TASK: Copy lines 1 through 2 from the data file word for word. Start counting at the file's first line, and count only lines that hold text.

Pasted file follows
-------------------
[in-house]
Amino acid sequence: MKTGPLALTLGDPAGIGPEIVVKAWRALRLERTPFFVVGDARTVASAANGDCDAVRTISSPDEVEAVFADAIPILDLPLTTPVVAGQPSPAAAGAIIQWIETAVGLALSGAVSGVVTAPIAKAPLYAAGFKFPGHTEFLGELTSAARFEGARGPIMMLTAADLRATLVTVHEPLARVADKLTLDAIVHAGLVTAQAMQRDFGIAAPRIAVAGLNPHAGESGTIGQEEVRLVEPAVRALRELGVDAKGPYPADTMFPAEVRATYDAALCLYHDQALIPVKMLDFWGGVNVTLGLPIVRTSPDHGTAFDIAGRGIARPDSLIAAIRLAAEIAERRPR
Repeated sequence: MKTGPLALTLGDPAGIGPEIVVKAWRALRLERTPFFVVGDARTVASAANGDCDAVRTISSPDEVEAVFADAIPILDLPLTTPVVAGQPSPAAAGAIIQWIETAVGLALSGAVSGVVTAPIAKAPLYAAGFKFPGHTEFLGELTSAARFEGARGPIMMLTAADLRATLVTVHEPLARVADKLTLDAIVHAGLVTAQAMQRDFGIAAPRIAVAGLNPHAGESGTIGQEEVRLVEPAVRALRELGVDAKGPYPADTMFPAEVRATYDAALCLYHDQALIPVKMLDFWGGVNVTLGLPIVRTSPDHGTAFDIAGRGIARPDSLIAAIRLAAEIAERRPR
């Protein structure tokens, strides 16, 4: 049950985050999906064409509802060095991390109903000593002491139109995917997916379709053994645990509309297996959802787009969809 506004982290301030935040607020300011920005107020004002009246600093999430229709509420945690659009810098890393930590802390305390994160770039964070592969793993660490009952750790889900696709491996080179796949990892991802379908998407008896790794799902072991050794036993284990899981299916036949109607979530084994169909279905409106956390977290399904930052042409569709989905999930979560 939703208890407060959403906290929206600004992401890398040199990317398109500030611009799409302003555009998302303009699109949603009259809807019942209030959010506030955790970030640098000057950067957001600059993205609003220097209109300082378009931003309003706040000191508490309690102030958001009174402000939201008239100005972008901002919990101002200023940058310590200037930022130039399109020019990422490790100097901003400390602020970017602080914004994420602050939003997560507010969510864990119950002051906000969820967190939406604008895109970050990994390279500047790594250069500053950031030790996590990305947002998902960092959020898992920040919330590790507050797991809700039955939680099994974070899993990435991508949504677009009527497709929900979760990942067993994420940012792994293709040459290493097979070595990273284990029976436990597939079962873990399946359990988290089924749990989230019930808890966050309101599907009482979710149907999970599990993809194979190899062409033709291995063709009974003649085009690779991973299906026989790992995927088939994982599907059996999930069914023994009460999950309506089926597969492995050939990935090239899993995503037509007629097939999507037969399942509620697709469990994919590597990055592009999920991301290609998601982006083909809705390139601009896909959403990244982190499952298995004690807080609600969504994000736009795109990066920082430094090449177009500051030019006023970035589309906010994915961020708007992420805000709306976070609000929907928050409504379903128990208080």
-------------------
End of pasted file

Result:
[in-house]
Amino acid sequence: MKTGPLALTLGDPAGIGPEIVVKAWRALRLERTPFFVVGDARTVASAANGDCDAVRTISSPDEVEAVFADAIPILDLPLTTPVVAGQPSPAAAGAIIQWIETAVGLALSGAVSGVVTAPIAKAPLYAAGFKFPGHTEFLGELTSAARFEGARGPIMMLTAADLRATLVTVHEPLARVADKLTLDAIVHAGLVTAQAMQRDFGIAAPRIAVAGLNPHAGESGTIGQEEVRLVEPAVRALRELGVDAKGPYPADTMFPAEVRATYDAALCLYHDQALIPVKMLDFWGGVNVTLGLPIVRTSPDHGTAFDIAGRGIARPDSLIAAIRLAAEIAERRPR